12/9/2013 8:13 P.M. ET
Valbuena adds even more versatility to Cubs' infield
By Carrie Muskat / MLB.com
LAKE BUENA VISTA, Fla. -- Luis Valbuena, who led the Cubs with 94 starts at third base last season, has been playing strictly second base in the Venezuelan Winter League. That's by design.
"We want him to be versatile, and he is versatile," general manager Jed Hoyer said. "[Darwin] Barney can play shortstop, Valbuena can play some shortstop, Donnie Murphy can play some shortstop. We have a really versatile infield, and that's a great thing. We may not have to carry a standard utility guy and can mix and match in different ways."
Speaking of Barney, Hoyer said he expects the second baseman to have a much better season than he did in 2013.
"It's a big year for him, no matter what," Hoyer said of Barney, who batted .208 this part season. "He had a down year offensively, and he'd be the first person to say that. I don't think it has anything to do with competition among young players. He wants to bounce back and get back to where he was.
"With him, mechanically and approach-wise, he got caught with some things last year," Hoyer said. "A lot of things with him isn't the hard work or the swing, it's the approach."
The team does have a promising second baseman in Arismendy Alcantara, ranked No. 8 among MLB.com's Top 20 Cubs prospects, but he will open the season at Triple-A Iowa, Hoyer said.
Cubs work with Castro on getting in better shape
LAKE BUENA VISTA, Fla. -- The Cubs are making sure shortstop Starlin Castro reports to Spring Training in better shape.
The team assigned strength and conditioning coach Tim Buss to the Dominican Republic to work with Castro for three weeks in November. In January, Castro will start workouts at the Cubs' facility in the Dominican.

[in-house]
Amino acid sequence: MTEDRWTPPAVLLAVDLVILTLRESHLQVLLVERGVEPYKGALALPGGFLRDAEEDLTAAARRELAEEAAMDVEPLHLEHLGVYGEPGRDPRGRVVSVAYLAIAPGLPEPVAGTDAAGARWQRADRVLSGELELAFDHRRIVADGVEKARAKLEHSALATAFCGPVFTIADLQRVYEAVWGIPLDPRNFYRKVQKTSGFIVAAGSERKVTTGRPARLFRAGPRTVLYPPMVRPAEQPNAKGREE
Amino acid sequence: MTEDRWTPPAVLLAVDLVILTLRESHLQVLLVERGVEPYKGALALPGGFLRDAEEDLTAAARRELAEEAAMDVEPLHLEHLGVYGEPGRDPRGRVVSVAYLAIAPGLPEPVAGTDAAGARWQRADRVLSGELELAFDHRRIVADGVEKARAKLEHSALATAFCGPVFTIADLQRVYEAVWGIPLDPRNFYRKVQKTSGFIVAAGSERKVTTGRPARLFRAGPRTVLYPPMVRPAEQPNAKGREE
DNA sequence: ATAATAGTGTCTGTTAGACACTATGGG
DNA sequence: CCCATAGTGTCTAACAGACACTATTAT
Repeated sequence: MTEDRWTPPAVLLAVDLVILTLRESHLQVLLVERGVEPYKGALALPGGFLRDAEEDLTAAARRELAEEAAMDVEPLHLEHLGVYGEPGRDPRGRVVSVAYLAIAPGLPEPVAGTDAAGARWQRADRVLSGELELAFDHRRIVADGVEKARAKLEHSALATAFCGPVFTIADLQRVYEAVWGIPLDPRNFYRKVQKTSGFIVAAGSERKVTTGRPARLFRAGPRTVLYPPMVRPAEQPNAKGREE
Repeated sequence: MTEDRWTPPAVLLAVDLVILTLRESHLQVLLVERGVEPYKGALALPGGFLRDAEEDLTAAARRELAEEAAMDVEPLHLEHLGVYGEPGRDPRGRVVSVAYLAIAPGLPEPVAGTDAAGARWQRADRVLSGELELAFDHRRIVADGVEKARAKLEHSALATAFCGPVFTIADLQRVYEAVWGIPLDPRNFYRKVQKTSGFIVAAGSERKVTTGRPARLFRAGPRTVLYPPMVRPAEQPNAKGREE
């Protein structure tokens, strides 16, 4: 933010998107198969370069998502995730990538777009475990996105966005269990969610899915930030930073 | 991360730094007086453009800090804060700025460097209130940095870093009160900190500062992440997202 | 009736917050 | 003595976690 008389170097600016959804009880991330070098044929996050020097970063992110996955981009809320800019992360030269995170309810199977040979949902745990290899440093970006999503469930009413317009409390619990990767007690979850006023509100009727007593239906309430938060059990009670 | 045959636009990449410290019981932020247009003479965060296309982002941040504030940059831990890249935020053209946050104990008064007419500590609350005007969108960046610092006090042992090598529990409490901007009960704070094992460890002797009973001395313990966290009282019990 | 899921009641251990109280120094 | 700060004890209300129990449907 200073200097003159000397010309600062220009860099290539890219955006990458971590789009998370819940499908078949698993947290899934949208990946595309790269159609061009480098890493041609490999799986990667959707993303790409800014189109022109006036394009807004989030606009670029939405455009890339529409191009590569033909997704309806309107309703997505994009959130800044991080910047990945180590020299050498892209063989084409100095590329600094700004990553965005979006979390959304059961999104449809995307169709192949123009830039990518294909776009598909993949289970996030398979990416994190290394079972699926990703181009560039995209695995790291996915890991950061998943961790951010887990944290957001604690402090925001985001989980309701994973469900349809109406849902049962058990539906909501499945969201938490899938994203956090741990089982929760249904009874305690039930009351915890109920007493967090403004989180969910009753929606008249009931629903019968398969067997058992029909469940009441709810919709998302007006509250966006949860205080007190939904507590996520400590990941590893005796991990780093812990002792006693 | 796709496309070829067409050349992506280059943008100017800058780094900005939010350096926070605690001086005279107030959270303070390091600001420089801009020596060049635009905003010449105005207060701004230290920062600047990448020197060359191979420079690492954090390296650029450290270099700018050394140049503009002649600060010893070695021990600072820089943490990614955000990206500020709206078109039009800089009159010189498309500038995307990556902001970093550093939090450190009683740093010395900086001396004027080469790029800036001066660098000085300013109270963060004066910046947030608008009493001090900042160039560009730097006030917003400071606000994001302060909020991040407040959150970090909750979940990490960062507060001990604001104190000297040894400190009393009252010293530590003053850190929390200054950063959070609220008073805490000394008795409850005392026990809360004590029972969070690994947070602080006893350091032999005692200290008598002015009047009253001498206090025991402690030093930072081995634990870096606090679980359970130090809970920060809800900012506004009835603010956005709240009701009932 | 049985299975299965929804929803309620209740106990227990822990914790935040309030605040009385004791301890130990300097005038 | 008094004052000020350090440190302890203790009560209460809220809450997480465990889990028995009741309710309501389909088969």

The shortstop is coming off his worst year, batting .245 this past season. Cubs general manager Jed Hoyer said other teams have expressed interest in Castro, knowing the team has shortstop Javier Baez coming up in the organization.
"We've always gotten hits on [Castro]," Hoyer said Monday during his media briefing at the Winter Meetings. "I think people see him as a guy who was one of the best young players in the game a couple years ago."
In 2011, Castro totaled 207 hits and batted .307, and followed that in 2012 with a .283 season. He asked the Cubs to help him as far as an offseason workout.
"I think he was frustrated by his season," Hoyer said. "I would be very surprised if he didn't show up at Spring Training in great shape, ready to go. I hope we look back on [the 2013 season] four, five years from now as a good learning experience for him and a wakeup call, if you will."
Castro did play 161 games this year, but Hoyer said to do that, a player needs to be "in really unbelievable shape." The Cubs are banking on Castro, which is why they gave him a seven-year, $60 million contract in 2012.
"I think we felt like there's no reason he can't be a little faster and he can't have more range than he does," Hoyer said. "He's at that age -- he's going to be 24 years old [in March]-- where he's going to start to put on a little bit of that man strength.